House committee approves bill to stabilize EHR meaningful use requirements
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A House committee on Wednesday approved a bill that would change electronic health record meaningful use requirements so they don't have to become stricter over time.
If Congress passes the bill, it could make meaningful use compliance easier for providers and help them avoid penalties. That in turn could cut down on providers' significant hardship requests when they can't attest to meaningful use because their electronic health records are lacking.
Currently, the HHS secretary is required to make meaningful use requirements more "stringent" over time, per the Social Security Act, as amended by the HITECH Act. Lawmakers hoped that would encourage providers to improve their EHR use.
But the meaningful use program has had frequently shifting requirements and deadlines, which has been "troublesome" for providers, said Leslie Krigstein, vice president of congressional affairs at the College of Healthcare Information Management Executive.
Under this new bill, the HHS secretary would no longer be required to make meaningful use requirements stricter over time.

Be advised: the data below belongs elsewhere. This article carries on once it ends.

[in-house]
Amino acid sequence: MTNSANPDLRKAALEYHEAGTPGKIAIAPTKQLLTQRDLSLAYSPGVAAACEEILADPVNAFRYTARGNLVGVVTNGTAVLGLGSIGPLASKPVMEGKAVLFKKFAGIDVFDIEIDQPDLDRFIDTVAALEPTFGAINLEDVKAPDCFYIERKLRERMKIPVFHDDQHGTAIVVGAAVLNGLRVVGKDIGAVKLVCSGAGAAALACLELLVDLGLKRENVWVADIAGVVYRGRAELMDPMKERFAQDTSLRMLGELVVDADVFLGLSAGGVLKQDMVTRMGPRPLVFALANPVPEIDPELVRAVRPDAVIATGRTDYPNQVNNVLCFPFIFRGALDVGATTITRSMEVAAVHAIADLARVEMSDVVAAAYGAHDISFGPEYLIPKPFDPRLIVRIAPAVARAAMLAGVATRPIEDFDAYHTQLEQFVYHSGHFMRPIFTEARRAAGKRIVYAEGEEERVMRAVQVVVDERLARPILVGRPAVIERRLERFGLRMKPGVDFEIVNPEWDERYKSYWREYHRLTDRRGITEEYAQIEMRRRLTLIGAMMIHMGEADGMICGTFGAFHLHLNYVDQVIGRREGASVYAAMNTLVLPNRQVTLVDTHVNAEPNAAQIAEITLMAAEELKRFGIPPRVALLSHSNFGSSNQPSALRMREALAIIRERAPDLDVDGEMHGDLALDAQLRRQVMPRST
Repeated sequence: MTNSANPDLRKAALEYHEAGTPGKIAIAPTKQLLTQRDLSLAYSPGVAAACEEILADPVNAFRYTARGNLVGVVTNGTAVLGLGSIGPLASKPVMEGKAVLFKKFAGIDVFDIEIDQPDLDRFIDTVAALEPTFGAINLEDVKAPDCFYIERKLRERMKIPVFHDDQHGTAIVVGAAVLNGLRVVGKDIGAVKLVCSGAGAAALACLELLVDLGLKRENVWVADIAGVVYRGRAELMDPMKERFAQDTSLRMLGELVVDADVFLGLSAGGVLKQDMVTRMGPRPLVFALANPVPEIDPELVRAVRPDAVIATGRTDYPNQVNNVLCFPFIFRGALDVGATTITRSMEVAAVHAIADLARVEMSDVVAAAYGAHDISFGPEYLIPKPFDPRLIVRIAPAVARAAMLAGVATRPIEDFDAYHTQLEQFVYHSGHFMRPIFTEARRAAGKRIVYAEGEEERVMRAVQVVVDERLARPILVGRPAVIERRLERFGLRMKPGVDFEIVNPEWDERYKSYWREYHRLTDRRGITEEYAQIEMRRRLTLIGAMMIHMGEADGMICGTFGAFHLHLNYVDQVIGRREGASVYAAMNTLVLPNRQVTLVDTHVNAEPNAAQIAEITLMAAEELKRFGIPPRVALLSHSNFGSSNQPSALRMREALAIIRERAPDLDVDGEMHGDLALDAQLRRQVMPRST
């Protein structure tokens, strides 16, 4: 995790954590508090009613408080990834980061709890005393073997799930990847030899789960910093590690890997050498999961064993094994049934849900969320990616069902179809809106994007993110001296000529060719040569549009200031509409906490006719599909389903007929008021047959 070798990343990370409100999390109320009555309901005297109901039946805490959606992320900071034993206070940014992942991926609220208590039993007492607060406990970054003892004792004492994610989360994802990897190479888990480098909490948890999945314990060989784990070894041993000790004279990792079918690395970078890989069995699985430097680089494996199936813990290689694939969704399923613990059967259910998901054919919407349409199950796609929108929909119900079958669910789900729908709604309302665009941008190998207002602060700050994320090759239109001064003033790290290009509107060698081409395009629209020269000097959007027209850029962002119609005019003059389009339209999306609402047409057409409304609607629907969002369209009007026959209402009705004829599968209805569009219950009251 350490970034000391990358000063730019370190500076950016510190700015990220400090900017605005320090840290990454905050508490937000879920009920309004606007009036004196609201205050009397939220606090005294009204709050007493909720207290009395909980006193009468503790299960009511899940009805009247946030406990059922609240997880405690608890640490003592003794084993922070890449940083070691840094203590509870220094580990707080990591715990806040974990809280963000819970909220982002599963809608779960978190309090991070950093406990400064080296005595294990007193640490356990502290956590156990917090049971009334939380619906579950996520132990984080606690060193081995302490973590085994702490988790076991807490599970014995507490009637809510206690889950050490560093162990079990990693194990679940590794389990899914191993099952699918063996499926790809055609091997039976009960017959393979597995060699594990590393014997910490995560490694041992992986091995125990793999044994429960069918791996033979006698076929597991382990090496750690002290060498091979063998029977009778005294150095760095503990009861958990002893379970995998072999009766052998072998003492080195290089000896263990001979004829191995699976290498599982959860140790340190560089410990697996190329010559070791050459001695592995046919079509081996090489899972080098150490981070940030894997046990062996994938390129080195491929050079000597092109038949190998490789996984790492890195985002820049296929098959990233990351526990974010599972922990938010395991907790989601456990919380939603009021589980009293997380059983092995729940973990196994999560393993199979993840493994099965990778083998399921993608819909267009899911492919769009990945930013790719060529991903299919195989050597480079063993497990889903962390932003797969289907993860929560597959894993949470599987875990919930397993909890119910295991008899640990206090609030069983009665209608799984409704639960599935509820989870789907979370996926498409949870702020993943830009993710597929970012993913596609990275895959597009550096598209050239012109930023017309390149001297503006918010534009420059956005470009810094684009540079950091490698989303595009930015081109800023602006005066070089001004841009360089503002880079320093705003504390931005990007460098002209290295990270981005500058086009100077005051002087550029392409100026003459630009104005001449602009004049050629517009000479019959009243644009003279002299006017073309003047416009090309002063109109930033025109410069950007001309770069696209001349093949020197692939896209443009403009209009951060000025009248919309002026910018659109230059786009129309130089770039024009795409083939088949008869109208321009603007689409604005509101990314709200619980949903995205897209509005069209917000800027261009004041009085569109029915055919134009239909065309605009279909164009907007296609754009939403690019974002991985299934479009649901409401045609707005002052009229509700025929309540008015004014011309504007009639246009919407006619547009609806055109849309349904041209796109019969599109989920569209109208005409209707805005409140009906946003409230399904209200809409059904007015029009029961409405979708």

The bill itself is very simple and very short, according to Robert Tennant, director of health information technology policy at the Medical Group Management Association.
"All it does it give the secretary more discretion," Tennant said.
But the implications could be far-reaching. "By giving the secretary more discretion, more folks will be successful, and therefore there will be a reduction in hardship exceptions," he said.
If the bill passes—though Krigstein called its chances "slim"—it could even have effects outside of meaningful use. Members of CHIME have told the organization they're choosing between continuing popular IT initiatives, such as telehealth, and dedicating resources towards meeting meaningful use, Krigstein said.
"Ensuring that there is stability and proven value in the measures associated with the meaningful use program will be immensely beneficial to CIOs, clinicians and, most importantly, patients," she said.
The bill might also have symbolic importance.
"This is a signal from Congress that quality reporting programs shouldn't be constructed in such a way to almost ensure that a significant number of providers will be unsuccessful," Tennant said. "The whole point of these types of program is to lift up providers, to give them the tools and resources they need to provide higher quality and more efficient care."
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